The Art Nouveau "Slav Epic" is considered the magnum opus of the artist Alfons Mucha. But for decades the paintings have been housed "temporarily" in a chateau in a small Moravian village which is difficult to reach. The city of Prague has long wished to build a home for the paintings, and a spokesman now says construction of a permanent gallery could start in a little more than a year.
It took eighteen years for Alfons Mucha to complete the 20 enormous paintings in his Slav Epic, depicting the history and legends of the Czechs, Russians, Serbs, and other Slavic peoples. The paintings were shown for the first time at Prague's exhibition grounds in 1928, and 80 years later, that is where they will return to under plans drawn up by the Municipal Investor Department of the city of Prague.
Jiri Toman is director of the department:
"The Slav Epic project is in the phase of getting necessary permission for construction. These days we're waiting on a permit to use the lot. Then we'll will enter the review phase, in which many city agencies will take part, as well as local property owners. And at the end of next year we expect an announcement seeking for bids to construct the building. We think once we have the building permission, which appears certain, nothing will stand in the way of the construction of this quite important building."
Once those final bits of bureaucratic red tape are removed, Toman believes construction will take about a year. That means the new gallery could be finished at the end of 2008 or beginning of 2009.The estimated cost is 150 million crowns, or a little over seven million US dollars. The entire bill will be footed by the city of Prague.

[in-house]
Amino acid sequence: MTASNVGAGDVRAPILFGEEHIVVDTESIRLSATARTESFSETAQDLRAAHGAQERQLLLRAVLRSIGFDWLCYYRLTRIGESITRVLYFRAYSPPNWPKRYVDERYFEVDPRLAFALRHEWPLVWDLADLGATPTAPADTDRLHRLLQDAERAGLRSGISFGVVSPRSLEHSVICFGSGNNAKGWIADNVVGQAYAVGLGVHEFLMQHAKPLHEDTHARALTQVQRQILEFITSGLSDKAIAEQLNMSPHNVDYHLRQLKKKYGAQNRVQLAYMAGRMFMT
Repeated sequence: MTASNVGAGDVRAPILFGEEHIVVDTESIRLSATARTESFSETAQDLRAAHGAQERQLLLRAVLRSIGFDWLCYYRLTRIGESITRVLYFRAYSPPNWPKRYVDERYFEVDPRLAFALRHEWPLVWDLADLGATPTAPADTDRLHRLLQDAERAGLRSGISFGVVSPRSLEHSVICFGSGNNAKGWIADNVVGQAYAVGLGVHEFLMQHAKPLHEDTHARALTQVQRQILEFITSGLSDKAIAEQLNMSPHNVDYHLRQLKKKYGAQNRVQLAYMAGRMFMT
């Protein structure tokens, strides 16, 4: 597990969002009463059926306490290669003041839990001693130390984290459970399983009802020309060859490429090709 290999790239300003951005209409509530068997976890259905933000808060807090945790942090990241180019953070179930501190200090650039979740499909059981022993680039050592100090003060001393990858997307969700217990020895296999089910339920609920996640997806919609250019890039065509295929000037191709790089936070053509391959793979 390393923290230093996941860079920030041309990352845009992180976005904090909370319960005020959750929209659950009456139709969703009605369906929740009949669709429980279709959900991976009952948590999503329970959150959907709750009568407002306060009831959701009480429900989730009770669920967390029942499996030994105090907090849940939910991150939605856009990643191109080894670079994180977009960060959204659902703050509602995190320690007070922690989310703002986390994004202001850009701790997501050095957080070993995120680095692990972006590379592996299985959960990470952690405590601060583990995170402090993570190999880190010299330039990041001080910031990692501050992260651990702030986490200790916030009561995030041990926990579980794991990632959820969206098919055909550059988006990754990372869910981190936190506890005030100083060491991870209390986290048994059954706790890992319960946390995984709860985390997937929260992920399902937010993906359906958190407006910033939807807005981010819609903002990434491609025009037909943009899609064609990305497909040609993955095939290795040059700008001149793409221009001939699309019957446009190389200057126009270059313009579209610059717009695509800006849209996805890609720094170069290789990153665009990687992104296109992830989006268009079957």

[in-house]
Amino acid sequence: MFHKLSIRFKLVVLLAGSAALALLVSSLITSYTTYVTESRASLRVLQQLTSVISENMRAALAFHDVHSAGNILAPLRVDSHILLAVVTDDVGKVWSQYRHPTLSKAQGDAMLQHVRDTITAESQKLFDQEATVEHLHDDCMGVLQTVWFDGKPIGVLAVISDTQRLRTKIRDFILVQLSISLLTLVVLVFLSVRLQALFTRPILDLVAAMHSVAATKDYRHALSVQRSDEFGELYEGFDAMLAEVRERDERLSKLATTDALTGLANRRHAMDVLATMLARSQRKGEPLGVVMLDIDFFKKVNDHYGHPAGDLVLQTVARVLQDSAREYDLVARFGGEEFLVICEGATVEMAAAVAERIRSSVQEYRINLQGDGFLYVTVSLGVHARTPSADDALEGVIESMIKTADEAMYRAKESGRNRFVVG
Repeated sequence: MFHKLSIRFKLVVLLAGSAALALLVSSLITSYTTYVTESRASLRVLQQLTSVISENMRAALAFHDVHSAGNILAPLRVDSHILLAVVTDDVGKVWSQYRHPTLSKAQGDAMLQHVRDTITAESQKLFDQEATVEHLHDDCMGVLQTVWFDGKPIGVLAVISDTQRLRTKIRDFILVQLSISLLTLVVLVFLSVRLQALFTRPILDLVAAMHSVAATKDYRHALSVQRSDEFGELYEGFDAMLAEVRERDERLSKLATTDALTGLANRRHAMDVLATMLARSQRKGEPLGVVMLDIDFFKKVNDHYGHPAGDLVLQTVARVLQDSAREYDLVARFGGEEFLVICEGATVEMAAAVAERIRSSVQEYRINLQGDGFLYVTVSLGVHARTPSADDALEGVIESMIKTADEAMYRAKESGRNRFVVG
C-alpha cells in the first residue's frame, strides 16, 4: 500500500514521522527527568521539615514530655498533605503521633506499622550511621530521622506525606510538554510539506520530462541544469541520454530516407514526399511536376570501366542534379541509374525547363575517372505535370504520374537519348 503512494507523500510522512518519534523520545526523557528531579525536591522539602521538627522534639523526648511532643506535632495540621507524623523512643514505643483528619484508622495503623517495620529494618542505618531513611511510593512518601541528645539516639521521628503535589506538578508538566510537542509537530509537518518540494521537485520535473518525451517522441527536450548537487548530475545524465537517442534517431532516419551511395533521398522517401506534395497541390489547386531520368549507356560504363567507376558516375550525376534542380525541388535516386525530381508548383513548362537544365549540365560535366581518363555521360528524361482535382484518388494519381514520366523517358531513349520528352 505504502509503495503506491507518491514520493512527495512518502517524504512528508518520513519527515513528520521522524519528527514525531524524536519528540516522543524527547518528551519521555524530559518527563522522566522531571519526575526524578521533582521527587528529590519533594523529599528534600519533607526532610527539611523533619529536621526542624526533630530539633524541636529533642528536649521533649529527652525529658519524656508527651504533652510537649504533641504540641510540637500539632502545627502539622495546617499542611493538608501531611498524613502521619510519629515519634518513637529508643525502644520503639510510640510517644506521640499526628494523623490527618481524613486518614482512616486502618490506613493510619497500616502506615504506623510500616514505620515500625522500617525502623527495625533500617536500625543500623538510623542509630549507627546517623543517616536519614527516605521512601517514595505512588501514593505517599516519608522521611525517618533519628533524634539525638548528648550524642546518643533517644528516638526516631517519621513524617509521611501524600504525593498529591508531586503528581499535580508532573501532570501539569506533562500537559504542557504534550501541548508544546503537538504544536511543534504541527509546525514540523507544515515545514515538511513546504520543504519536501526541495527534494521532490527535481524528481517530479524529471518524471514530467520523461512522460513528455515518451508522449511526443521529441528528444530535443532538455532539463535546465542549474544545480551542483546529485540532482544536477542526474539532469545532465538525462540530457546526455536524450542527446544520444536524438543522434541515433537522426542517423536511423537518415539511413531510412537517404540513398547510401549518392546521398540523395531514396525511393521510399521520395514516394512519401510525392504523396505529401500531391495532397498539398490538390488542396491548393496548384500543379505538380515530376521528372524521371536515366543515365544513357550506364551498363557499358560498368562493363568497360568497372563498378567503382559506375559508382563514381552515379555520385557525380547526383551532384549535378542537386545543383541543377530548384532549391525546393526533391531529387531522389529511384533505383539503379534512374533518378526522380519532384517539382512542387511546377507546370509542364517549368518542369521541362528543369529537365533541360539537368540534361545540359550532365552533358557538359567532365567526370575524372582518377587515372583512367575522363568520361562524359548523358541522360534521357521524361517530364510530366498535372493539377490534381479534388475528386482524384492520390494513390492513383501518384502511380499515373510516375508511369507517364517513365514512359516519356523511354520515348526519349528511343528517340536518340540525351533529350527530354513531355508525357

In recent years the plans have hit more red lights than green, and the project has been delayed repeatedly. But Toman says it appears virtually certain now that Mucha's masterpiece will find a home at the edge of Stromovka park in the sleepy Prague neighborhood of Holesovice.
"Of course we expect the building will raise the level of tourism. In my opinion it could draw significantly more visitors to the whole area, including the Holesovice exhibition grounds, even if there the number of visitors is already pretty high."
The ultra-modern design of the proposed gallery has received some criticism. Certainly it's in a style Mucha himself would not have recognized. But, says Toman, that doesn't mean he wouldn't have approved.
"The construction of this building will realize the intentions of the artist, Alfons Mucha, who dedicated his Slav epic to the city of Prague on the condition that the city construct a suitable home for it on the permanent exhibition grounds. Those grounds weren't available for many years, so they searched for another place to house the project and it ended up at a chateau in Moravia. We can only guess what Mucha himself intended but we can guess by the scale of his paintings that he wanted a large, dignified space where visitors could really take in the works. And with this project, we believe lots of people will be able to come see them."
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